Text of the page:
Balsley, who grew up in Vinton and graduated from William Byrd High School, completed her undergraduate and Master’s degree programs at Radford University, and obtained her library endorsement from the University of Virginia. She has been the librarian at WBMS for about 11 years. In 2013 she completed the requirements to become a National Board Certified Teacher—a rare accomplishment achieved by only about three percent of teachers in the United States.
National Board Certification is part of the growing education reform movement intended to advance student learning and improve teaching across the nation.
Balsley said completing the NBCT program “made me aware that I need to be an advocate for the library program, to promote the library and its activities, to incorporate the library in every class throughout the school,” said Balsley.
Her mission has always been to alter the stereotypical image of libraries as quiet, sedate settings. She also partners with the Vinton Public Library to develop programs involving her middle school students.
“Heather is an outstanding librarian who always goes above and beyond to help students,” said WBMS principal Tammy Newcomb.
“I am really pleased at the dedication and professionalism of Heather Balsley to obtain the grant for additional books for the WBMS library,” said Roanoke County Schools Superintendent Dr. Greg Killough.
In announcing the Patterson Partnership, James Patterson wrote that the grants are his “humble acknowledgment of some of the terrific work taking place in libraries.”
Patterson says the goal of the grant program is to get more books in the hands of children: “We’re at a pivotal moment in our history. School libraries are shutting their doors left and right, despite the fact that it’s more important than ever for a child to grow up with a school librarian.”
He said he is donating money for the grants because he believes that fewer children are growing up in a household full of books–and that the effects of this absence could have a profound impact on a child’s future, and on the future of America.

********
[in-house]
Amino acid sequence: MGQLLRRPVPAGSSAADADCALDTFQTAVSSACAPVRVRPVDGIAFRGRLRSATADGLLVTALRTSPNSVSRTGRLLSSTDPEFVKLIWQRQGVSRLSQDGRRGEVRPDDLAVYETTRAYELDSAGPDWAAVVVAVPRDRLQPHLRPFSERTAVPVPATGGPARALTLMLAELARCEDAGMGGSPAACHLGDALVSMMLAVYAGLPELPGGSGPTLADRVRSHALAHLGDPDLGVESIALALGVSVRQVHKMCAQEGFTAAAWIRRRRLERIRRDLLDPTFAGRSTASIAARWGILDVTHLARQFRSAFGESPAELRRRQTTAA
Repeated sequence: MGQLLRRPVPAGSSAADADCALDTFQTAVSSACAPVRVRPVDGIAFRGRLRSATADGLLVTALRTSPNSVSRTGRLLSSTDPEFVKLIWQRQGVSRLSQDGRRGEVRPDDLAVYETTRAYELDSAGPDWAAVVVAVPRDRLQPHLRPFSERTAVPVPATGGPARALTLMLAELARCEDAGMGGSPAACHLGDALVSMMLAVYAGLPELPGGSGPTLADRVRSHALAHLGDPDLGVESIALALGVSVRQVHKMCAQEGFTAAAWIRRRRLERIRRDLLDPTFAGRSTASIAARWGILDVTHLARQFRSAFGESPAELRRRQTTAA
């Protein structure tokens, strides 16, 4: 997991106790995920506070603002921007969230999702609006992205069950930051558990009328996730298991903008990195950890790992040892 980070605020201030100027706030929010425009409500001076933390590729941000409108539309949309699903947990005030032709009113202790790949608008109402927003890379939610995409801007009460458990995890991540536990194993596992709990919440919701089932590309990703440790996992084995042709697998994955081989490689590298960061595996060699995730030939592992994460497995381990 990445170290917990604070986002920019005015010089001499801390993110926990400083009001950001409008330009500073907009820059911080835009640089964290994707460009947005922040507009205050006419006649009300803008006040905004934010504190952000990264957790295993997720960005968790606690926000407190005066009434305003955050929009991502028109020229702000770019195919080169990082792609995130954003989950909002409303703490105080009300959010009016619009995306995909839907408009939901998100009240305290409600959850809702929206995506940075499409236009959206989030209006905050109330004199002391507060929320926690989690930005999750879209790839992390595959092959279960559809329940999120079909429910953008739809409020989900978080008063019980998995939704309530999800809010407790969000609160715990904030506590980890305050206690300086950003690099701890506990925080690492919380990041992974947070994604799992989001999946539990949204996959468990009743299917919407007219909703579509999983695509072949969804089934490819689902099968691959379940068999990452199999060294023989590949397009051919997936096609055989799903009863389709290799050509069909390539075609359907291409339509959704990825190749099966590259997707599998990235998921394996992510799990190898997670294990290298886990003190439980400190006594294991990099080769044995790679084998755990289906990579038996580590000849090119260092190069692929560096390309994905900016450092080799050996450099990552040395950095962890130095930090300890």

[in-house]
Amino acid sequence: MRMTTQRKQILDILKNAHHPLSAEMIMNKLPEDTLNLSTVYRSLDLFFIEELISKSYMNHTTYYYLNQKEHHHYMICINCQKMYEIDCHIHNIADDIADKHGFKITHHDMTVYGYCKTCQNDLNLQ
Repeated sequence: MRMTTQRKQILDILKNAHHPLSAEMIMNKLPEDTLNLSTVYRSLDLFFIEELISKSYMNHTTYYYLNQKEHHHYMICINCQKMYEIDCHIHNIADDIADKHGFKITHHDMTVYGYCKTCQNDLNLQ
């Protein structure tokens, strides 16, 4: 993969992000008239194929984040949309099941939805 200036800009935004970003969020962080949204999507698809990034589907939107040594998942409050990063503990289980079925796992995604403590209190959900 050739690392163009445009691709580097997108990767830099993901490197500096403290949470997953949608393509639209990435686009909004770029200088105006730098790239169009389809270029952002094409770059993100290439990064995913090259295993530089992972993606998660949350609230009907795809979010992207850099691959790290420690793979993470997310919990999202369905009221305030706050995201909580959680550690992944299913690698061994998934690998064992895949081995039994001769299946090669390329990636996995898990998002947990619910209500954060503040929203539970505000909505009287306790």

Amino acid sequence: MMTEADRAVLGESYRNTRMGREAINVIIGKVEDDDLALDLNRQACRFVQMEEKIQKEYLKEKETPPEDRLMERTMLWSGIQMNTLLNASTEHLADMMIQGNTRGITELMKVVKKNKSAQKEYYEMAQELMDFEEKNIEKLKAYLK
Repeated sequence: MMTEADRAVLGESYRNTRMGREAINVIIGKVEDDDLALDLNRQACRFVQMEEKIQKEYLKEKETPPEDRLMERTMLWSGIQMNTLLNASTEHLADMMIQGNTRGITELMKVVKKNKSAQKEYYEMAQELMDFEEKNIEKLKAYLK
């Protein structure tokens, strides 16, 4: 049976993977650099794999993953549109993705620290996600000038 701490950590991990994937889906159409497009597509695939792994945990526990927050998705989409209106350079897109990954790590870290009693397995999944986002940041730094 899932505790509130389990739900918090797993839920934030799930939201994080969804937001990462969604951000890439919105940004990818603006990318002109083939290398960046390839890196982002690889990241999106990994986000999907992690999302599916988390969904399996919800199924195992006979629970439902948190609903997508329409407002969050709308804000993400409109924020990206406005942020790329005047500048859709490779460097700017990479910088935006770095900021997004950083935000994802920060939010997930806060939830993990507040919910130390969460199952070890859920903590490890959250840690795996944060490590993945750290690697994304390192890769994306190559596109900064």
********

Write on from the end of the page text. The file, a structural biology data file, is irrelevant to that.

Patterson stated that, “the idea of a treat was a little different when I was a kid. For me, a treat was when my mother brought my sister and me to the library on Saturday.”
He believes that every child in America should have access to books and a functioning school library, and that improvements in school libraries will foster children’s love of reading and boost their academic achievement overall.
Patterson has said that the grants in partnership with Scholastic aim to address the lack of print books in many school libraries across the country. “There’s a myth out there among some people that the kids are reading only digital books now,” he said. “They’re not.”
Balsley says that in her experience students often become enamored with Kindle books for a time, but frequently return in a few months to again check out print books.
Patterson is a popular writer not just with adults but also with middle and high school students and has begun writing for elementary students, as well. He has sold 300 million books worldwide and has had more New York Times bestsellers than any other writer. He also has more #1 New York Times bestselling books for children than any other living author. He is becoming just as well known in the publishing world for his philanthropy, after giving more than $1 million to independent bookstores across the country since 2013 and has now followed up with the Patterson Partnership grants.